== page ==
Normally, your small intestine is lined with tiny, hair-like projections called villi. Resembling the deep pile of a plush carpet on a microscopic scale, villi work to absorb vitamins, minerals and other nutrients from the food you eat. Celiac disease results in damage to the villi. Without villi, the inner surface of the small intestine becomes less like a plush carpet and more like a tile floor, and your body is unable to absorb nutrients necessary for health and growth. Instead, nutrients such as fat, protein, vitamins and minerals are eliminated with your stool.
The exact cause of celiac disease is unknown, but it's often inherited. If someone in your immediate family has it, chances are 5 percent to 15 percent that you may as well. It can occur at any age, although problems don't appear until gluten is introduced into the diet.
Many times, for unclear reasons, the disease emerges after some form of trauma: an infection, a physical injury, the stress of pregnancy, severe stress or surgery.
Celiac disease may be much more common in the United States than previously believed. Recent estimates suggest that one in 133 people have the disease. Among those closely related to someone with celiac disease, such as a parent or sibling, prevalence is even higher: one in 22.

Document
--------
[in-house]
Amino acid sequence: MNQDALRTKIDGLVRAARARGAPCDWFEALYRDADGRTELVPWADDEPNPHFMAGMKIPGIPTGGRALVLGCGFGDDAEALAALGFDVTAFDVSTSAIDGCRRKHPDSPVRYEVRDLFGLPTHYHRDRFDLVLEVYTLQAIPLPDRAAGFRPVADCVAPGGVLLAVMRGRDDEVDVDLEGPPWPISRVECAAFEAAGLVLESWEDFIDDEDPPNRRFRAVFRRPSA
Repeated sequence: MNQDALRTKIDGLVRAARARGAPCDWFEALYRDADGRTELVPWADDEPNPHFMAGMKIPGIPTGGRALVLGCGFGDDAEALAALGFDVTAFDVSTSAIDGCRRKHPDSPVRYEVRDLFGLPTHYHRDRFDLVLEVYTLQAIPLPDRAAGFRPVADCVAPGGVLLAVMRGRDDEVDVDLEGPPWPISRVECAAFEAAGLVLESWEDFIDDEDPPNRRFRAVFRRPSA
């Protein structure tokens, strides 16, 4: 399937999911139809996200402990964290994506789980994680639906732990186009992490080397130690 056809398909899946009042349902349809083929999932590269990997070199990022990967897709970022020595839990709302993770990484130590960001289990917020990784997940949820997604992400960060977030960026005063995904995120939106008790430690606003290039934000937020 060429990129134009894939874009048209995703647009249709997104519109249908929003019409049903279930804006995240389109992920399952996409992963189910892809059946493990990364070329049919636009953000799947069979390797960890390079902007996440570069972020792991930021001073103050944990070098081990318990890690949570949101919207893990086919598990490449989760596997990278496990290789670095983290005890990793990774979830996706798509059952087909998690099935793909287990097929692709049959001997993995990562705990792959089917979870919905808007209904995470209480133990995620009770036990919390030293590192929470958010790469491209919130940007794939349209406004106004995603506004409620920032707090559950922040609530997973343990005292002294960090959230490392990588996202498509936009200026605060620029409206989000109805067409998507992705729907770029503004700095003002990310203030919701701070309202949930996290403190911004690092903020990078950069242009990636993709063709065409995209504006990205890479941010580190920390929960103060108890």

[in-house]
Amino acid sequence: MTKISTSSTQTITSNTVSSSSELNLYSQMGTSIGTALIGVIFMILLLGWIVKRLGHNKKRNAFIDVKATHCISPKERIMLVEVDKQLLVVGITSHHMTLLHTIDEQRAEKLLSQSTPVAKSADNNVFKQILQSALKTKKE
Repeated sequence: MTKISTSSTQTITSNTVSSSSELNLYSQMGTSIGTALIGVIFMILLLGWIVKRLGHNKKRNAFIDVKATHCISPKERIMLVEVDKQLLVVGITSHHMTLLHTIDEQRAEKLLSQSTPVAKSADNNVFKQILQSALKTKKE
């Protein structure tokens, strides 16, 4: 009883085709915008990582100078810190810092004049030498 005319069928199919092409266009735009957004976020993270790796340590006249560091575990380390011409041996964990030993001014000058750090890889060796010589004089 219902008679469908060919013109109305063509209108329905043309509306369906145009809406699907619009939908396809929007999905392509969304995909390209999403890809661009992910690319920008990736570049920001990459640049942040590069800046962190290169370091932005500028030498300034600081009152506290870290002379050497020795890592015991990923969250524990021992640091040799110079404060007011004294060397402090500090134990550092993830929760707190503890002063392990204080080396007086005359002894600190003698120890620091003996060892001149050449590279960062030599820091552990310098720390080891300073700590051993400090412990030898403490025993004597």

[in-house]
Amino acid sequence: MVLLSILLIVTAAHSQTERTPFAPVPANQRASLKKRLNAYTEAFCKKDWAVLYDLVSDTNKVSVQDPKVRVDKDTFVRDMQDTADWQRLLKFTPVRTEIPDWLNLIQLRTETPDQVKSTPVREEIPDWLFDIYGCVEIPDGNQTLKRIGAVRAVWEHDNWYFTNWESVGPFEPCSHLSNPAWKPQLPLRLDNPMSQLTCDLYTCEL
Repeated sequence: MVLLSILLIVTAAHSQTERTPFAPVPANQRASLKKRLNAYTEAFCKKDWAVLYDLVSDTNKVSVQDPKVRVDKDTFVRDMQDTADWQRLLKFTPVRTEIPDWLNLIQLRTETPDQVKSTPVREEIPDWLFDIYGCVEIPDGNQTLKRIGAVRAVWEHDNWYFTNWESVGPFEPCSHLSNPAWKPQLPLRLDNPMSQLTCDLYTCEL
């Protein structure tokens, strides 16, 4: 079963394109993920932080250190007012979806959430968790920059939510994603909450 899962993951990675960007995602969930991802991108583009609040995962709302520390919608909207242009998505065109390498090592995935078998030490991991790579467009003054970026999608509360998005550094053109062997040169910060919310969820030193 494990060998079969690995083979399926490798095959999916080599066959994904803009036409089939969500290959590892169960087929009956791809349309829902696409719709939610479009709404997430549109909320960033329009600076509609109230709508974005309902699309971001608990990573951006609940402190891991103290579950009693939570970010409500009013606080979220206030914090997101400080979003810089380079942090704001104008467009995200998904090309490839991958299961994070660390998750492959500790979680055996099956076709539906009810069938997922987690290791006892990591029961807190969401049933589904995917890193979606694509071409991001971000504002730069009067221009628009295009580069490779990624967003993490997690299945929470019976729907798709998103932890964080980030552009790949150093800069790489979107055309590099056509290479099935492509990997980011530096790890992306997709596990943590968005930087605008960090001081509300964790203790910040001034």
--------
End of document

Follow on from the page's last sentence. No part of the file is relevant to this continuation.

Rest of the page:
Part of the reason for the previous underdiagnosis of celiac disease may be because the disorder resembles several other conditions that can cause malabsorption. Another reason may be that if doctors believe a condition to be rare, they may look to more common disorders to explain a person's signs and symptoms. In addition, specific blood tests now allow for diagnosis of people with celiac disease who have very mild signs and symptoms or none at all.
Your small intestine is lined with tiny hair-like projections called villi, which work to absorb vitamins, minerals and other nutrients from the food you eat.Risk factors
Although celiac disease can affect anyone, it tends to be more common in people of European descent and people with disorders caused by a reaction of the immune system (autoimmune disorders), such as:
Complications of celiac disease
- Lupus erythematosus
- Type 1 diabetes
- Rheumatoid arthritis
- Autoimmune thyroid disease
- Microscopic colitis
Date updated: July 06, 2006
Amy Fackler, MA; Debby Golonka, MPH
Content provided by Healthwise